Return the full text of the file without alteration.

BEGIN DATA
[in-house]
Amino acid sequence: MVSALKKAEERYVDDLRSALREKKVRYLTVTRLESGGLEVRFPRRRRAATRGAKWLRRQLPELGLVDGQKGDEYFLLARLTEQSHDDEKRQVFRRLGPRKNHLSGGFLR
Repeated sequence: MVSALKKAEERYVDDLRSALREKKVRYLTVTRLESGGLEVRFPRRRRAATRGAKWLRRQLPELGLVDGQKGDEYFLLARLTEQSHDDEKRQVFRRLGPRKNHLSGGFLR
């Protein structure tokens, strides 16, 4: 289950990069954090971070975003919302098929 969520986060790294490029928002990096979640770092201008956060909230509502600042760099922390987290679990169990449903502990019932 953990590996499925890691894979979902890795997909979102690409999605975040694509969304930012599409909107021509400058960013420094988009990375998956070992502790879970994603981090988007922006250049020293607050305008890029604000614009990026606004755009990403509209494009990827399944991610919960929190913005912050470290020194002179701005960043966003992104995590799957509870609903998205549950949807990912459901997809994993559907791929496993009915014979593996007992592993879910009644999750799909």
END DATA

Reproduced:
[in-house]
Amino acid sequence: MVSALKKAEERYVDDLRSALREKKVRYLTVTRLESGGLEVRFPRRRRAATRGAKWLRRQLPELGLVDGQKGDEYFLLARLTEQSHDDEKRQVFRRLGPRKNHLSGGFLR
Repeated sequence: MVSALKKAEERYVDDLRSALREKKVRYLTVTRLESGGLEVRFPRRRRAATRGAKWLRRQLPELGLVDGQKGDEYFLLARLTEQSHDDEKRQVFRRLGPRKNHLSGGFLR
């Protein structure tokens, strides 16, 4: 289950990069954090971070975003919302098929 969520986060790294490029928002990096979640770092201008956060909230509502600042760099922390987290679990169990449903502990019932 953990590996499925890691894979979902890795997909979102690409999605975040694509969304930012599409909107021509400058960013420094988009990375998956070992502790879970994603981090988007922006250049020293607050305008890029604000614009990026606004755009990403509209494009990827399944991610919960929190913005912050470290020194002179701005960043966003992104995590799957509870609903998205549950949807990912459901997809994993559907791929496993009915014979593996007992592993879910009644999750799909």